Broken heart contributed to Joe‚??s death Paul Sokoloski Opinion
February 19. 2013 1:20AM
They say his spirit broke.
They say being kicked off Penn State‚??s sidelines killed Joe Paterno.
‚??I‚??m not going to say that,‚?Ě said Harry Hamilton, a former Nanticoke Area star who played defensive back for Paterno at Penn State in the early 1980s. ‚??(But) I‚??m not going to disagree with that.‚?Ě
There is no medical evidence to support such supposition.
Dejection is never listed as a cause of death.
‚??No,‚?Ě said Dr. David Greenwald, who practices oncology and internal medicine at Medical Oncology Associates in Kingston. ‚??Patients don‚??t actually die from a broken heart.‚?Ě
But having one can whittle away at the will to live. Especially for an 85-year-old college football icon who‚??s suddenly an outcast.
‚??I‚??m not a doctor,‚?Ě said Hamilton, who instead became a lawyer after playing in the NFL with the New York Jets and Tampa Bay Buccaneers. ‚??But I am a human being. And I would think from what I know of Joe Paterno, I think there was a profound disappointment in there that really, those making the decision did not handle it in a much better and deserving fashion.‚?Ě
He means the people on Penn State‚??s board of trustees, who fired Paterno in the middle of his 46th season in the wake of the Jerry Sandusky scandal that shook the university.
That made those who once played for Paterno shake with anger.
‚??Where was the due process?‚?Ě demanded Lance Hamilton, Harry‚??s brother who starred at Meyers, played under Paterno and is also currently an attorney for the U.S. Army. ‚??To me, it seemed some people were reacting a little quickly and disgruntled. The due process wasn‚??t there for him.‚?Ě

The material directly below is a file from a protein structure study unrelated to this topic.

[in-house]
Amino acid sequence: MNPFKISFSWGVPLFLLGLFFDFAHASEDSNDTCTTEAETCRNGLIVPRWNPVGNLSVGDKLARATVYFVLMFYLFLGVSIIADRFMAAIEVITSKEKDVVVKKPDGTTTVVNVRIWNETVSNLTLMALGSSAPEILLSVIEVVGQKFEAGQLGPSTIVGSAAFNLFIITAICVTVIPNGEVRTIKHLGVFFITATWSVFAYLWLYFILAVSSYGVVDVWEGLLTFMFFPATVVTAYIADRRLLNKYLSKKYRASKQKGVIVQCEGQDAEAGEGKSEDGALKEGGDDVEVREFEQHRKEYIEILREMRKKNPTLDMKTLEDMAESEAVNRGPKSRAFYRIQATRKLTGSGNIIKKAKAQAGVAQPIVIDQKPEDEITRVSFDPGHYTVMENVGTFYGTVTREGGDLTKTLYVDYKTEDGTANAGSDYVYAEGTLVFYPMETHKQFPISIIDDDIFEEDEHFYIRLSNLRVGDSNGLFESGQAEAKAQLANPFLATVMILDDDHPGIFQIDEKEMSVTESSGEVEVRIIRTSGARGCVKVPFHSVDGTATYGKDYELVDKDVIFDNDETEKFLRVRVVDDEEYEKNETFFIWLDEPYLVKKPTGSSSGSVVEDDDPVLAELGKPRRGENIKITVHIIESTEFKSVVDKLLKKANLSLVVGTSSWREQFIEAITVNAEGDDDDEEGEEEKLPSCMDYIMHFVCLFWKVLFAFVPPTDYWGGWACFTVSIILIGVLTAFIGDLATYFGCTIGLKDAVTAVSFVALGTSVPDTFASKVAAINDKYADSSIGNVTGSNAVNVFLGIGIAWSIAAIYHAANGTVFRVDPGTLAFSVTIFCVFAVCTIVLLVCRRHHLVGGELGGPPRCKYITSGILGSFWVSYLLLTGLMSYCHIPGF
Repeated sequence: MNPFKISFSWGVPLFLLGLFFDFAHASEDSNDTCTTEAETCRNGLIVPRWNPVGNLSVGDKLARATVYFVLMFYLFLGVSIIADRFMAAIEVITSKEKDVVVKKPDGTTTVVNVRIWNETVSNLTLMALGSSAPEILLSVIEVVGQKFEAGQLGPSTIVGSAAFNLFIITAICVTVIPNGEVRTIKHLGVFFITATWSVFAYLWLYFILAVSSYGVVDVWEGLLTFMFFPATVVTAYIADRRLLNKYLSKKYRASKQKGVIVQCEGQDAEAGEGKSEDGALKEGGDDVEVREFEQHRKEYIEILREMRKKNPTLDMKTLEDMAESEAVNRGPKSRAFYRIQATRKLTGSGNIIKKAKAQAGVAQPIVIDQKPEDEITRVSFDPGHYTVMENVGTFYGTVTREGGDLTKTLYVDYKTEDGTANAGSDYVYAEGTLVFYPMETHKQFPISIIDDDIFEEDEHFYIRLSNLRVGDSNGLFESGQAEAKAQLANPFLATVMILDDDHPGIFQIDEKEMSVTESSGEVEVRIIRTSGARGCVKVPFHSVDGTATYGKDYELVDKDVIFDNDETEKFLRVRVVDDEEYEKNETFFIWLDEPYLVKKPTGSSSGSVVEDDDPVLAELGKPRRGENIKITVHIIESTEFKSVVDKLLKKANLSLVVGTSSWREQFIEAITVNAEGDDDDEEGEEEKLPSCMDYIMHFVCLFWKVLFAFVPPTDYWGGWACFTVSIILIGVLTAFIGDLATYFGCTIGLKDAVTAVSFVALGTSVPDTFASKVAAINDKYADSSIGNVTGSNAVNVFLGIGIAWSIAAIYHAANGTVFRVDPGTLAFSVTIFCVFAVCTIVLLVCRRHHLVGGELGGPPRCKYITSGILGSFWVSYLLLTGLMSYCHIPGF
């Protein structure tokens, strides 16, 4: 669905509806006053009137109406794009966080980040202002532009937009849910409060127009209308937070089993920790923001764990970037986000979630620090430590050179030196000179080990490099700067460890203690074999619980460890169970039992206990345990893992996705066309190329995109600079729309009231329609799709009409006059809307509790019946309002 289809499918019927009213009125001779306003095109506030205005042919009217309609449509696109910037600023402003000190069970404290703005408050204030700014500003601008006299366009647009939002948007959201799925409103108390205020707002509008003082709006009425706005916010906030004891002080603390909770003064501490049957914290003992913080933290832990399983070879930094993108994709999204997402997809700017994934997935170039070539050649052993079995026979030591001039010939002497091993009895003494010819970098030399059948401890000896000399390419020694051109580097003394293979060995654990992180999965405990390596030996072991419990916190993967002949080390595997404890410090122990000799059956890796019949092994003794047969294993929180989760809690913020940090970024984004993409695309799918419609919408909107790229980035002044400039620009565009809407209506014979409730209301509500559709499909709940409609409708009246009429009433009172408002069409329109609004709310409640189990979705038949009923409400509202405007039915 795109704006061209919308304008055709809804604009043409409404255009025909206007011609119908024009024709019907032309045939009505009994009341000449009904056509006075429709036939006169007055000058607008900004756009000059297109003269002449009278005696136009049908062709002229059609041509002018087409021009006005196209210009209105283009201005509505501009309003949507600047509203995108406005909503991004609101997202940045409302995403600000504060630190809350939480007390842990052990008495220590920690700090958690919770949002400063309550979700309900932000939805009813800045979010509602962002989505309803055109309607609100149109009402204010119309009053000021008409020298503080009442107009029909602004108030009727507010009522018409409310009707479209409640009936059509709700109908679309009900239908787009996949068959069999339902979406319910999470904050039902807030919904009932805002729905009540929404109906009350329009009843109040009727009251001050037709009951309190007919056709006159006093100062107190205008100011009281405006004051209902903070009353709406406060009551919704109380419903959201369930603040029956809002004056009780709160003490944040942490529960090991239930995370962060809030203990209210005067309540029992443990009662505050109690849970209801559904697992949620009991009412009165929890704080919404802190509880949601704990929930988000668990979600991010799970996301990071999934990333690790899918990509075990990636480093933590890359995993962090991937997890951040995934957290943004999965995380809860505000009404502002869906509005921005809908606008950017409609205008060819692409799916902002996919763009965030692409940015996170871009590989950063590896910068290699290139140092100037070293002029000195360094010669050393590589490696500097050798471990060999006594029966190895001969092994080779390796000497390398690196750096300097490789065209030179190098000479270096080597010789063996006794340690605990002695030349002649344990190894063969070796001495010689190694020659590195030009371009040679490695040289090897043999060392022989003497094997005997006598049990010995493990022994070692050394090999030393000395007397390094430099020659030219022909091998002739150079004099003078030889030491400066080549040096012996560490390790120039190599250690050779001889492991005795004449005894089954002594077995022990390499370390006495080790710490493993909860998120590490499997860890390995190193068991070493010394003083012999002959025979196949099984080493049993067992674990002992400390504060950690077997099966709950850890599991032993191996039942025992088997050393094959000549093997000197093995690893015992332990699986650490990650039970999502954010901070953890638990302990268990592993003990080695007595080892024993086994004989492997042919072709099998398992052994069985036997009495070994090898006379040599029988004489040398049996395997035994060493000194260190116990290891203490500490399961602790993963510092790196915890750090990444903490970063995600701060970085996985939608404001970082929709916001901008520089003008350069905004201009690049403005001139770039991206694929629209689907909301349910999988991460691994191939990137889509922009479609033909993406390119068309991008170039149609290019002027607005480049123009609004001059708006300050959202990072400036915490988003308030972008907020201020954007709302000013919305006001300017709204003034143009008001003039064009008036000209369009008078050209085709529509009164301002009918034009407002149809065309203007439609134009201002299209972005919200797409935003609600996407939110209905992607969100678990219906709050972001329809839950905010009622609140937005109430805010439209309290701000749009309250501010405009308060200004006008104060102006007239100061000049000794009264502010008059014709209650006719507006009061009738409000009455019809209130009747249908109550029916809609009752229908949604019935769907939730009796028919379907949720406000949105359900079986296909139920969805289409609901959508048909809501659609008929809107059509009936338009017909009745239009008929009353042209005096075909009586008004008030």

Even Sandusky, charged with sexually abusing 10 young boys, gets to defend himself in court.
Paterno didn‚??t even get to debate.
He was handed a piece of paper with a phone number, and when he dialed it, Paterno was tersely told his services were no longer needed as Penn State‚??s football coach.
Was he served a death sentence?
Paterno was dismissed from Penn State on Nov. 9. Just days afterward, the man who spent 61 years carving a legendary, Hall of Fame career as a head coach and assistant was diagnosed with lung cancer.
They called it treatable at the time.
‚??We don‚??t know anything about his lung cancer,‚?Ě said Greenwald, who didn‚??t treat Paterno but works with cancer patients daily. ‚??If it is advanced, you can offer something to the patient, but you can‚??t cure it. So yes, it‚??s treatable.
‚??It‚??s a different way of saying you can‚??t cure it.‚?Ě
Certainly, there was no way to heal Paterno‚??s pain over losing the coaching life he loved. He died Sunday, little more than two months after he was dismissed.
‚??Joe‚??s always been a fighter,‚?Ě Lance Hamilton said. ‚??Could this (firing) have added to some of the emotional strain? Could this have added to his inability to fight cancer?
‚??We see it every day,‚?Ě agreed Greenwald. ‚??Old people just don‚??t want to try ‚?? ‚??Don‚??t waste energy on me, I lived long enough.‚?? I‚??m not sure it‚??s a broken heart. I think it‚??s more indirect as opposed to direct.‚?Ě
But there‚??s an unequivocal correlation here.
When they told Joe Paterno his time was up at Penn State, he lost his life.